Global push to stamp out hunger hinges on better data
The lack of timely and high-quality agricultural data is handicapping efforts to implement the UN’s sweeping Agenda for Sustainable Development. This is why FAO is joining forces with a wide group of partners — including the World Bank, the Bill and Melinda Gates Foundation and the United States Agency for International Development (USAID) — to weave existing agricultural data collection efforts together into a more cohesive global program, one that can help drive progress towards the second sustainable development goal, the complete eradication of extreme hunger.
Speaking at an event at the UN General Assembly in New York aiming to mobilize funding for the new effort, Graziano da Silva warned that shortcomings in the quality and availability of agricultural data “impede low and lower-middle income countries from elaborating development strategies, making sound policy decisions, or monitoring progress in the agriculture sector.”
Each year around $240 billion is invested in agriculture in low and middle-income countries, but critical investment decisions are being taken in absence of a sound information base.
Agricultural data collection remains weak in many countries, even for basic data items. Indeed, a majority of the world’s poorest 75 countries have not conducted any agricultural annual surveys or censuses in the past 15 years.
“We need to do much more to close the entire data gap regarding low and lower-middle income countries,” the FAO Director-General said.
Major new push to improve agricultural data
During the event – organized by the Governments of Ghana, Kenya and Sierra Leone, FAO, the International Fund for Agricultural Development (IFAD), the Global Partnership for Sustainable Development Data and the Bill & Melinda Gates Foundation – a major international push to direct more funding into agricultural data collection was announced.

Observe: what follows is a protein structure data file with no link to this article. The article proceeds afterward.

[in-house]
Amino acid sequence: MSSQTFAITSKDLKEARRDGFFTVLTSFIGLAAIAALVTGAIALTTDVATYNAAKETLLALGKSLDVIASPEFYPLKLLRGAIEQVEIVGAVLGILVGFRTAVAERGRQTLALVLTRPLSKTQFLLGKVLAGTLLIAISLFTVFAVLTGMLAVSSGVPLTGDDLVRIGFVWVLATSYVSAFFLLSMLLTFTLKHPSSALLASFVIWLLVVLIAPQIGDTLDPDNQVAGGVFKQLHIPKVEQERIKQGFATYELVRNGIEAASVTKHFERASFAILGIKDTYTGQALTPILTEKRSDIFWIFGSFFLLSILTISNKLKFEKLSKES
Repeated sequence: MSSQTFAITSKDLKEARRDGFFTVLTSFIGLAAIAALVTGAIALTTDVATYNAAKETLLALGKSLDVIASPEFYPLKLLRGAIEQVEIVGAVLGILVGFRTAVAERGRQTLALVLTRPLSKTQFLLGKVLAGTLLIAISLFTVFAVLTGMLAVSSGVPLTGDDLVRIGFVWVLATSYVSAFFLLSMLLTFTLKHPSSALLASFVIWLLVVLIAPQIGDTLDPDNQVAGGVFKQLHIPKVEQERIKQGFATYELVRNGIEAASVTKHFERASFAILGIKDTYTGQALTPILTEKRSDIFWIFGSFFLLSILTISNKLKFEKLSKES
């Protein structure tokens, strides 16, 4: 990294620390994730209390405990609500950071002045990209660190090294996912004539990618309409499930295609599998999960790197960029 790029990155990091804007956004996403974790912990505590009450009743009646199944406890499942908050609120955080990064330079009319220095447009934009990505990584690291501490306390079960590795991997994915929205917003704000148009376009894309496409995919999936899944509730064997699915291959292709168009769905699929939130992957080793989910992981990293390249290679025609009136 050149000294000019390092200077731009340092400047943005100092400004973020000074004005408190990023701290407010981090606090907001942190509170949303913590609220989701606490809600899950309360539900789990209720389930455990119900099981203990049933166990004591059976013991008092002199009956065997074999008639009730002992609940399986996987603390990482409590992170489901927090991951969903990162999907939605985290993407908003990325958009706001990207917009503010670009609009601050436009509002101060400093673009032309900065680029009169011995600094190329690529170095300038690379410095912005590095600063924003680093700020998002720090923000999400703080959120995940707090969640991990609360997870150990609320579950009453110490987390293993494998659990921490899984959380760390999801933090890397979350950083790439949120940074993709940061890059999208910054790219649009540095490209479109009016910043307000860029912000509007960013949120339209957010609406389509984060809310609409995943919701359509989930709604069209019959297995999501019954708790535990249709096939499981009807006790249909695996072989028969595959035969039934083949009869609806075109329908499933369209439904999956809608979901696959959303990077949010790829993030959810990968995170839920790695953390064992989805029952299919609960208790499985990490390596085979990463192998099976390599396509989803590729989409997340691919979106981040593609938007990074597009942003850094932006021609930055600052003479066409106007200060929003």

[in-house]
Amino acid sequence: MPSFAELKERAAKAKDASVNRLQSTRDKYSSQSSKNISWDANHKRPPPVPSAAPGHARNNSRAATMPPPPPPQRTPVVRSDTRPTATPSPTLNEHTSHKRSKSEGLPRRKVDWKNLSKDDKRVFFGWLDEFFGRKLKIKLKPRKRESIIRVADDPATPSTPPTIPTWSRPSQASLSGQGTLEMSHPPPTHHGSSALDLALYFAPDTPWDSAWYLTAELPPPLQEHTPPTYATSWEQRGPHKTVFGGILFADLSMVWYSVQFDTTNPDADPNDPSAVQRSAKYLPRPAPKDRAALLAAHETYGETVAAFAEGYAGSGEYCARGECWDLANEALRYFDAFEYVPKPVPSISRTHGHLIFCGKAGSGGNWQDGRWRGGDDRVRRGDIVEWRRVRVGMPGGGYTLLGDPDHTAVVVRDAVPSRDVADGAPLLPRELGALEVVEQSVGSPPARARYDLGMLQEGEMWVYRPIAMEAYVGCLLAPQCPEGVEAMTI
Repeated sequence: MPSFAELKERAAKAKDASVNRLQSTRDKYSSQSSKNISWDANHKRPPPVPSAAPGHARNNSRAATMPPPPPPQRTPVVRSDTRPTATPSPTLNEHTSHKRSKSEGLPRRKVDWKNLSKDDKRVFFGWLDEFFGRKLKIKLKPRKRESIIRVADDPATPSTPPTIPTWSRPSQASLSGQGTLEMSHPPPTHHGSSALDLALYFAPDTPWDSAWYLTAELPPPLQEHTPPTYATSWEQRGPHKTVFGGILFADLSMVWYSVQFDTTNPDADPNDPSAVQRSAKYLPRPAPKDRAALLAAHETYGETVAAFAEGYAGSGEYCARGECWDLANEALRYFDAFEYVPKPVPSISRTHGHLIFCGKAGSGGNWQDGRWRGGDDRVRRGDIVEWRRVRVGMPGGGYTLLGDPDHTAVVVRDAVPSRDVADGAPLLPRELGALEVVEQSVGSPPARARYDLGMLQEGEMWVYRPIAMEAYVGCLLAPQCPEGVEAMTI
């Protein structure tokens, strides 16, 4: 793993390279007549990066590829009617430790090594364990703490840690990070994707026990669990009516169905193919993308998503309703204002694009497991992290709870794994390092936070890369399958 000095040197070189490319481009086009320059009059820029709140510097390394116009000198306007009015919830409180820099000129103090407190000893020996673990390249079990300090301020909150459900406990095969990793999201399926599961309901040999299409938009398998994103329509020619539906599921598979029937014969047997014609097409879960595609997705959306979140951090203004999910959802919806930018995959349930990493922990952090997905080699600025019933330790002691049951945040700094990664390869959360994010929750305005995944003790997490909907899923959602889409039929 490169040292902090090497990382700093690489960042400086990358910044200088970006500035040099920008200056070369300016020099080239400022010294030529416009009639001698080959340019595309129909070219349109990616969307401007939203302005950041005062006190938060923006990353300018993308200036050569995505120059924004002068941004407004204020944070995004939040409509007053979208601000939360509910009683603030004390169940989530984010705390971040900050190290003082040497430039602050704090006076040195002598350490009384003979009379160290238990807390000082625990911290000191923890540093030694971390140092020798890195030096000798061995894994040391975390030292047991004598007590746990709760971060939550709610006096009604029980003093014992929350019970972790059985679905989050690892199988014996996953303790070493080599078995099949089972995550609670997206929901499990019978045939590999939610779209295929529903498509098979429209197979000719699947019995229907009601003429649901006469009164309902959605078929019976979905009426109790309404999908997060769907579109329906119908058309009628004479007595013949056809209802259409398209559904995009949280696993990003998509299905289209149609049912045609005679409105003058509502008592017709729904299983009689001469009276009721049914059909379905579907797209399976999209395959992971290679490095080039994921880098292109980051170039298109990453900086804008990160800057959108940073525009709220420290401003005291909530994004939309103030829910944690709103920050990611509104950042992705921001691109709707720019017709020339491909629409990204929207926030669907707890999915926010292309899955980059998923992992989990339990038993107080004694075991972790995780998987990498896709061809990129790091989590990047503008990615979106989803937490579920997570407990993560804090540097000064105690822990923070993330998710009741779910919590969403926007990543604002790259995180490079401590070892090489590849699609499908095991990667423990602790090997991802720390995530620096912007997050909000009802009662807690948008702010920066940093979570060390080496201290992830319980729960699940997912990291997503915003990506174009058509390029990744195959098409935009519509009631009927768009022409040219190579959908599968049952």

The new “50 x 2030” initiative represents the biggest effort made to date to fund agricultural data collection, with a target of raising $500,000 to support of that cause.
According to Graziano da Silva, the initiative should emphasis three priorities: “First, to scale up current activities, second, to strengthen collaboration with multiple stakeholders, and third, to have the commitment of country authorities and the donor community.”
Forming the backbone of the “50 x 2030” initiative are two existing and tested survey approaches, FAO’s Agricultural Integrated Surveys (AGRISurvey) and the World Bank’s Living Standards Measurement Study’s Integrated Surveys on Agriculture (LSMS-ISA).
“50 x 2030” will bring these two tools together within a multi-institutional partnership that is aiming to make improved agricultural data available in 35 countries by 2025 and in 50 countries by 2030.
FAO’s AGRIsurvey is farm-based system of surveys that collects data on the economical (production, area harvested, productivity, cost of production), environmental (use of land, water, fertilizers, pesticides) and social (income, labor) dimensions of agriculture.
“FAO’s AGRISurvey allows countries to track progress on at least four SDG targets, such as labour productivity and income of small scale holders (SDG 2.3), agricultural sustainability (SDG 2.4), women’s ownership on agricultural land (SDG 5.a) and food losses (SDG 12.3),” Graziano da Silva noted.
FAO is already implementing AGRISurvey in 10 countries thanks to support from the United States Agency for International Development (USAID) and the Bill & Melinda Gates Foundation, and is looking to expand that to 19 more countries by 2021.